Can you earn a tax credit for donating sport fish to charity?

SACRAMENTO — California’s Department of Fish and Wildlife occasionally publishes a question-and-answer series on its blog, giving the state’s anglers, hunters and other outdoors enthusiasts with substantive insight on specific topics.

A recent Q-and-A blog post delved into whether a fish caught from state waters – while fishing with a sportfishing license – is eligible for a tax credit if donated to charity.

“It is unlawful to sell or purchase fish caught via a sportfishing license. Therefore, fish taken via a sportfishing license cannot be easily assigned a monetary value,” the blog post stated, citing Fish and Game Code, section 7121. “It would be very difficult to determine the fair market value of a sport-caught fish because sportfishing and commercial fishing are very different.”

The California Code of Regulations, however, might provide anglers with an avenue for value to be assigned to certain species caught, the Department of Fish and Wildlife post stated.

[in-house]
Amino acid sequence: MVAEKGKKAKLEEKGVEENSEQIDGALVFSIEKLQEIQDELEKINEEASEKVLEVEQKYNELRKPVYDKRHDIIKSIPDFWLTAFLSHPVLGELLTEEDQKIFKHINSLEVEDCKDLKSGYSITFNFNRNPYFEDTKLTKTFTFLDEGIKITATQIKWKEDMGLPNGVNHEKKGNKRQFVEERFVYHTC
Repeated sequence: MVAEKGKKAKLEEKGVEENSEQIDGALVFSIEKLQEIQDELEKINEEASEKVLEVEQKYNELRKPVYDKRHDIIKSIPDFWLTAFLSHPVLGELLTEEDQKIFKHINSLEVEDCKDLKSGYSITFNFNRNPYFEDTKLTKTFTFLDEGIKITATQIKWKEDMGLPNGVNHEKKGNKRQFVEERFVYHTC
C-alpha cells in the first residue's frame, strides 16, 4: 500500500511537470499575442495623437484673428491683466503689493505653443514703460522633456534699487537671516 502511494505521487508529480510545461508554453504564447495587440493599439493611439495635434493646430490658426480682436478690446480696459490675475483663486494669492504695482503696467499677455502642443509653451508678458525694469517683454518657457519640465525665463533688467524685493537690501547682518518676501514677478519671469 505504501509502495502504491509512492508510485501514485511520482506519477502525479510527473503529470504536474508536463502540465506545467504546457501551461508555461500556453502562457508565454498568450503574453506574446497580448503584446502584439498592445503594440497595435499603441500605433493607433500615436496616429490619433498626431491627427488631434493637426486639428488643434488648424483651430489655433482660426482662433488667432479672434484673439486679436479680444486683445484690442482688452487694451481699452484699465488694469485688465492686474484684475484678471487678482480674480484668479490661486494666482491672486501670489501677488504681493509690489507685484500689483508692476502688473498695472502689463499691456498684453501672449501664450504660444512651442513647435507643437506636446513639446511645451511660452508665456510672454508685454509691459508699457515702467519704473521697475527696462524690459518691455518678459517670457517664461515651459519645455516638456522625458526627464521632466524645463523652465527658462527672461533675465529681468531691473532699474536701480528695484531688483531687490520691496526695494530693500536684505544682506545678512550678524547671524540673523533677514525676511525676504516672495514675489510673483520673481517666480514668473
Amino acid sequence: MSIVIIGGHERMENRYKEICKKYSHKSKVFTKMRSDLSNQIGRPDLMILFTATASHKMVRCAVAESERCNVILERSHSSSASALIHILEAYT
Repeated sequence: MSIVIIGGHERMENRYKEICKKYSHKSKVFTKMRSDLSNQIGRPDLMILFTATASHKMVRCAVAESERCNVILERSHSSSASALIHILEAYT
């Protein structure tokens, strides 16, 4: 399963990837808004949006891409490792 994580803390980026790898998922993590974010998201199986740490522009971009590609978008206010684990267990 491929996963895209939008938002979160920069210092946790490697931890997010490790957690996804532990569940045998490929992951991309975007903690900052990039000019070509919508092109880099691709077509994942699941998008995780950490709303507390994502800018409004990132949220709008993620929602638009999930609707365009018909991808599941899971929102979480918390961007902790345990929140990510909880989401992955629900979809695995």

“There is a provision that does provide for the exchange of certain sport caught fish for filleted, smoked or canned fish (California Code of Regulations Title 14, Section 231),” the blog post stated. “This regulation only applies to a limited range of species though, primarily tuna, and they include: albacore, bluefin, yellowfin and bigeye tunas, as well as skipjack and yellowtail.

“This regulation may be helpful in determining the value of a donation if you decide to donate a portion of any of the above listed species to a qualified non-profit charitable organization,” the blog post continued.

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